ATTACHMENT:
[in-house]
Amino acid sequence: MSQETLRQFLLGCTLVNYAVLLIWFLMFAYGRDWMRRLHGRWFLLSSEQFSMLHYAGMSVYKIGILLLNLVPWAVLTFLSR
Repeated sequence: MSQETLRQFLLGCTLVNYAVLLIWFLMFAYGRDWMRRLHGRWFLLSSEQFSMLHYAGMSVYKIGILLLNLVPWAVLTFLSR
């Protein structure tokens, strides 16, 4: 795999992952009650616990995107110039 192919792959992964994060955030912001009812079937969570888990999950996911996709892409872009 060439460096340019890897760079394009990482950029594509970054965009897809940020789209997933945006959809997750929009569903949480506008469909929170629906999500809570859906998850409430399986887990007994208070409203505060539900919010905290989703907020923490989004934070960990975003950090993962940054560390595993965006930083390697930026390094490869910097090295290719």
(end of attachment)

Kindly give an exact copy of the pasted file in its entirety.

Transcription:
[in-house]
Amino acid sequence: MSQETLRQFLLGCTLVNYAVLLIWFLMFAYGRDWMRRLHGRWFLLSSEQFSMLHYAGMSVYKIGILLLNLVPWAVLTFLSR
Repeated sequence: MSQETLRQFLLGCTLVNYAVLLIWFLMFAYGRDWMRRLHGRWFLLSSEQFSMLHYAGMSVYKIGILLLNLVPWAVLTFLSR
């Protein structure tokens, strides 16, 4: 795999992952009650616990995107110039 192919792959992964994060955030912001009812079937969570888990999950996911996709892409872009 060439460096340019890897760079394009990482950029594509970054965009897809940020789209997933945006959809997750929009569903949480506008469909929170629906999500809570859906998850409430399986887990007994208070409203505060539900919010905290989703907020923490989004934070960990975003950090993962940054560390595993965006930083390697930026390094490869910097090295290719």